Snow time should be play time

Mike Collins, Senior Press Officer at the National Trust, on why snowy days are a great opportunity to spend time outdoors.

©National Trust Images/John Millar

People enjoying snow at Box Hill, Surrey ©National Trust Images/John Millar

Whenever it snows I think back to my childhood. Hours spent in the freezing cold with my fingers tinkling as we built snowmen or had snowball fights. Those were the days when memories were made that would last a lifetime.

Waking up this morning my two kids were so excited and opened the curtains to whoops of joy. Around 10cm of snow fell overnight and it’s been snowing continuously, sometimes vertically, since first light.

When we ventured out in to the garden and beyond two things stood out. The sheer joy of the kids as they played in the snow and their cheeks gradually went red. And the total silence. The background noise of daily life changed as cars remained glued to the spot that they were parked in. Lone birds flew around in search of shelter or food and a flock of starlings battled against the biting wind.

Slowly parents and children gathered with sledges of all shapes and sizes. Their mission was clear: the thrill of the ride and the beaming smile. For decades it hardly snowed in the winter beyond the hilly areas of the UK and suddenly for kids it’s becoming ‘normal’ for them to see more than a light dusting of snow.

Snow days are a great chance for families to spend time together and experience the feeling of cold on their faces and the thrill of the sledge ride and the anticipation of a warming hot chocolate. Today we’ll be adding some handwritten notes to our memory tin.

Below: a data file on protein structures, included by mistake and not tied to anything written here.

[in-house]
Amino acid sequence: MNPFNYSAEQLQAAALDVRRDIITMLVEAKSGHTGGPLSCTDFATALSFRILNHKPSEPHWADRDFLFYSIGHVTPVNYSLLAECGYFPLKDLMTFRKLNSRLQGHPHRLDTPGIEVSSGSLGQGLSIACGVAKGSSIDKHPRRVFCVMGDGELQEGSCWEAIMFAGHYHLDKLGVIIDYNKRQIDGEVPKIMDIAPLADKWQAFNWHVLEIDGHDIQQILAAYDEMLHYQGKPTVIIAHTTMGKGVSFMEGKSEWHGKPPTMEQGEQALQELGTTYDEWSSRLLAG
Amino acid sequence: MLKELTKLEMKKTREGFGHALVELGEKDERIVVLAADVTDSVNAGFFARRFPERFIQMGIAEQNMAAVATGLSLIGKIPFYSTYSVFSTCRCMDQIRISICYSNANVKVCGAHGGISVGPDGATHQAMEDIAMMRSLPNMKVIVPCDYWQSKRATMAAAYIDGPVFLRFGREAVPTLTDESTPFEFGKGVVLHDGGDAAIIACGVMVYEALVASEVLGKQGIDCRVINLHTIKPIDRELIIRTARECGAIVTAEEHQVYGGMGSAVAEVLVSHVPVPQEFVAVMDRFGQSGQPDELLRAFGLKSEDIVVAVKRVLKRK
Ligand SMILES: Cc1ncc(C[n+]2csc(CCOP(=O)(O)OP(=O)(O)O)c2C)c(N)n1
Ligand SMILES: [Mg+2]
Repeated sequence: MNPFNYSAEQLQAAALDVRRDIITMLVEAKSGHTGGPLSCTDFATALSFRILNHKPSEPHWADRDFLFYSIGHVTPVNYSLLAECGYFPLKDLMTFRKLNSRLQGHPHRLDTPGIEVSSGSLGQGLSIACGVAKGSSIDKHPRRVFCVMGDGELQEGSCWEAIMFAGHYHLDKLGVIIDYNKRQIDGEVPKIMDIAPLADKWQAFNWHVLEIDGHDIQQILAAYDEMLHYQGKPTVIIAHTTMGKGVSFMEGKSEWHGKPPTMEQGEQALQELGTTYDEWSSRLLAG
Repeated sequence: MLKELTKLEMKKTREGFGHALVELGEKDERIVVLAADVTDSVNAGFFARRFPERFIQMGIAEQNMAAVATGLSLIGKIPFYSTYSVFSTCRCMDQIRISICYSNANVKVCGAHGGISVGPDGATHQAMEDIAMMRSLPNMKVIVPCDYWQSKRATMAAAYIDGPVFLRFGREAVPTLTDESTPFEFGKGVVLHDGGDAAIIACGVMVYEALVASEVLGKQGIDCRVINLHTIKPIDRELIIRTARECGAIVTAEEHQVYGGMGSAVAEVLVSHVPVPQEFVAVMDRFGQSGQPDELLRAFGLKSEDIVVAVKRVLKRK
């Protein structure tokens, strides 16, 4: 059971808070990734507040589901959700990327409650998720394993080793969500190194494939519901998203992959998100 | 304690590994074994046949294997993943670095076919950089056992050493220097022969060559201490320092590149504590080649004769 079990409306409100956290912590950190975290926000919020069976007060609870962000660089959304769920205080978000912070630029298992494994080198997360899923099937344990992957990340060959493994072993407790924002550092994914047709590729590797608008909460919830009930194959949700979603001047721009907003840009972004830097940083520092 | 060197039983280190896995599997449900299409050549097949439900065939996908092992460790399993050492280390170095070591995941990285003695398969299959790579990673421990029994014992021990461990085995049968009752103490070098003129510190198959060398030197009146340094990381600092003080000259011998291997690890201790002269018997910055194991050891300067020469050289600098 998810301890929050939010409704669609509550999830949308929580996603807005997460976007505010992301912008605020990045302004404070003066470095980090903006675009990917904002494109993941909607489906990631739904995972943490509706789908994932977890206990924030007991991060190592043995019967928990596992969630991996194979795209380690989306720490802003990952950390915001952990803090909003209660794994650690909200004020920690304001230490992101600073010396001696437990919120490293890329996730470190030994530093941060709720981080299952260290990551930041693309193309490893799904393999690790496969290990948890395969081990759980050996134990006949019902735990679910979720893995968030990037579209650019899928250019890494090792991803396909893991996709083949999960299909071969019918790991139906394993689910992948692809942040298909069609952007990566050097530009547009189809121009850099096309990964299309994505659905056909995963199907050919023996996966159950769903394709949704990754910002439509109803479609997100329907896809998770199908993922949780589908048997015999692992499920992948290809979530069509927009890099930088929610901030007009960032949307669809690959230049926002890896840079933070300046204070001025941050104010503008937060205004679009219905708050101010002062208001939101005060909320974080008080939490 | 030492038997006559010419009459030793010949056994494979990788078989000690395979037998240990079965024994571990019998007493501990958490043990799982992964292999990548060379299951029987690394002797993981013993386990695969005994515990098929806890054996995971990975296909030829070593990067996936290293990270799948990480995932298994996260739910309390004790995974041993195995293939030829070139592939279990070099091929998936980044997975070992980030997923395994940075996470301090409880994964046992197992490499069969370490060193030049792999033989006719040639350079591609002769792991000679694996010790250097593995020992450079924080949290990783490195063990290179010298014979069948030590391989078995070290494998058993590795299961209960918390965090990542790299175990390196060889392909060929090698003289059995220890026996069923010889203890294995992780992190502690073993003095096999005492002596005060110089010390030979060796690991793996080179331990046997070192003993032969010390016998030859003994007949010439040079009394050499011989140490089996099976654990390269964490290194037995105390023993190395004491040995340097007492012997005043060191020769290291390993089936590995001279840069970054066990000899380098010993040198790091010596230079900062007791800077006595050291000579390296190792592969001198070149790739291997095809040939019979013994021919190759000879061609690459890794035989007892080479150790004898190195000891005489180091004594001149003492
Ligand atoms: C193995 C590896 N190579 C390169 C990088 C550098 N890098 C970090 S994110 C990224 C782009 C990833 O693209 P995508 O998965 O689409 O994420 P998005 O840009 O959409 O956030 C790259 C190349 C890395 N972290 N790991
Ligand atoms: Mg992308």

It’s also time for communities to come together and have that rarest of things – a shared experience – as people pour out on to the streets, reclaiming them from the dominance of the car.

When it snows kids become connected with nature and find that sense of fun and excitement that they can only ever find from being outdoors. Being indoors can never match these experiences that make us whole and enrich our lives.

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4 Comments

  1. sarah
    Posted January 18, 2013 at 3:12 pm | Permalink

    Definitely agree. I commented on this last time it snowed. Adults and children were out playing, many of us do not normally mix together. But we were all sledging on the bank outside my house looking out for each other as shouts of car were passed up the road depending which way the ‘danger’ was approaching from.

    I can’t wait for our snow to come down a bit harder so we can do it again :-)

  2. Kirsi
    Posted January 18, 2013 at 8:30 pm | Permalink

    It´s somehow enjoyable to read the describings about the British snow days, as it makes me think that we share something despite the distance between us :) The picture is alike ours in the middle of Sweden, we also have these thick beds of snow and people are getting out, sporting or sledging. I use to take one hour walks everyday in one of the large public parks in my hometown and it´s great to see that people aren´t afraid for the cold despite the -8 degrees Celsius. The runners run, the walkers walk, mothers with baby strollers and people with dogs take their daily doze of fresh air. As it was mentioned, it makes me as well to think on my childhood and youth when we rarely were seen at home and played outside until it was dark. Our parents had to come and bring us home, we could easily have been on the hills and sledging or ice skating at the school yard to the late night!

  3. Joshua Koepp
    Posted January 19, 2013 at 8:53 pm | Permalink

    Reblogged this on Fiddlehouse Dad and commented:
    As Minnesotan’s, we know that this is the only way to survive winter. Mr. Collins does a great job of capturing the wonder of playing in the snow.

  4. Posted March 18, 2014 at 11:44 am | Permalink

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